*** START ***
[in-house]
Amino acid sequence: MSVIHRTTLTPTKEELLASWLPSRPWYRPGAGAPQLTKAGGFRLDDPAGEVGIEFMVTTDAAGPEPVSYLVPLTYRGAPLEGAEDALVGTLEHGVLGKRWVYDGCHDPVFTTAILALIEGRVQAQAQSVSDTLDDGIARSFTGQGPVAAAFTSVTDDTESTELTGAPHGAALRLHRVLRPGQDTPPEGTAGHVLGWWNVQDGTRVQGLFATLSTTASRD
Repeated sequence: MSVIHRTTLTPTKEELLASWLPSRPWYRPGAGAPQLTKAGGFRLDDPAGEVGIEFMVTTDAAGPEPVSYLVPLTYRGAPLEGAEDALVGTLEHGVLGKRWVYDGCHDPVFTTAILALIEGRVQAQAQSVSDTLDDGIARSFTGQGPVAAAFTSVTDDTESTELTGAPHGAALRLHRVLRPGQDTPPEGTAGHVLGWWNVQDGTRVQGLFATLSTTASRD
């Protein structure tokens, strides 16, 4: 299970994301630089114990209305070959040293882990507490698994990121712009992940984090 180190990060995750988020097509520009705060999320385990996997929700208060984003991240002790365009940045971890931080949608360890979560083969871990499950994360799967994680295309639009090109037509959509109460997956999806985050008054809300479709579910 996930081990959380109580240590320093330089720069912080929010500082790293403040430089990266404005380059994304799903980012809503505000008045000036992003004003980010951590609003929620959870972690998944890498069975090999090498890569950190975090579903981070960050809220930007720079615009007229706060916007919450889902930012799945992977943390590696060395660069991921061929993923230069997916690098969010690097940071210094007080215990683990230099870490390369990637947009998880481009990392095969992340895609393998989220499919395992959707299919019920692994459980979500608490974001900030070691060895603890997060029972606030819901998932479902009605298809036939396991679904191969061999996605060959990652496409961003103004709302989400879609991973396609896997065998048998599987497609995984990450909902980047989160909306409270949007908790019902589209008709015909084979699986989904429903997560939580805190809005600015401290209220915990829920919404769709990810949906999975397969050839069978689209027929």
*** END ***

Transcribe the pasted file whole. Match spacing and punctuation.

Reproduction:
[in-house]
Amino acid sequence: MSVIHRTTLTPTKEELLASWLPSRPWYRPGAGAPQLTKAGGFRLDDPAGEVGIEFMVTTDAAGPEPVSYLVPLTYRGAPLEGAEDALVGTLEHGVLGKRWVYDGCHDPVFTTAILALIEGRVQAQAQSVSDTLDDGIARSFTGQGPVAAAFTSVTDDTESTELTGAPHGAALRLHRVLRPGQDTPPEGTAGHVLGWWNVQDGTRVQGLFATLSTTASRD
Repeated sequence: MSVIHRTTLTPTKEELLASWLPSRPWYRPGAGAPQLTKAGGFRLDDPAGEVGIEFMVTTDAAGPEPVSYLVPLTYRGAPLEGAEDALVGTLEHGVLGKRWVYDGCHDPVFTTAILALIEGRVQAQAQSVSDTLDDGIARSFTGQGPVAAAFTSVTDDTESTELTGAPHGAALRLHRVLRPGQDTPPEGTAGHVLGWWNVQDGTRVQGLFATLSTTASRD
């Protein structure tokens, strides 16, 4: 299970994301630089114990209305070959040293882990507490698994990121712009992940984090 180190990060995750988020097509520009705060999320385990996997929700208060984003991240002790365009940045971890931080949608360890979560083969871990499950994360799967994680295309639009090109037509959509109460997956999806985050008054809300479709579910 996930081990959380109580240590320093330089720069912080929010500082790293403040430089990266404005380059994304799903980012809503505000008045000036992003004003980010951590609003929620959870972690998944890498069975090999090498890569950190975090579903981070960050809220930007720079615009007229706060916007919450889902930012799945992977943390590696060395660069991921061929993923230069997916690098969010690097940071210094007080215990683990230099870490390369990637947009998880481009990392095969992340895609393998989220499919395992959707299919019920692994459980979500608490974001900030070691060895603890997060029972606030819901998932479902009605298809036939396991679904191969061999996605060959990652496409961003103004709302989400879609991973396609896997065998048998599987497609995984990450909902980047989160909306409270949007908790019902589209008709015909084979699986989904429903997560939580805190809005600015401290209220915990829920919404769709990810949906999975397969050839069978689209027929």